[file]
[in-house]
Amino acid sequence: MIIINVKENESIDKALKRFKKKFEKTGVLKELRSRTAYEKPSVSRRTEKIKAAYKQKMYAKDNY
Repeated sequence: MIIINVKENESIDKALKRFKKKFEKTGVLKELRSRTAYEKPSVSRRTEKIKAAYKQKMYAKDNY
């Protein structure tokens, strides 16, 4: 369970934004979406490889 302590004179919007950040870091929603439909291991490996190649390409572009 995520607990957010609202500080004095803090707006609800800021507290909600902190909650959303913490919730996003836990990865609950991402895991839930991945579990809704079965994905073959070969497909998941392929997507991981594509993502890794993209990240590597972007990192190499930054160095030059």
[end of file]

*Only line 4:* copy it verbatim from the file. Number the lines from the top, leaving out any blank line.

């Protein structure tokens, strides 16, 4: 369970934004979406490889 302590004179919007950040870091929603439909291991490996190649390409572009 995520607990957010609202500080004095803090707006609800800021507290909600902190909650959303913490919730996003836990990865609950991402895991839930991945579990809704079965994905073959070969497909998941392929997507991981594509993502890794993209990240590597972007990192190499930054160095030059």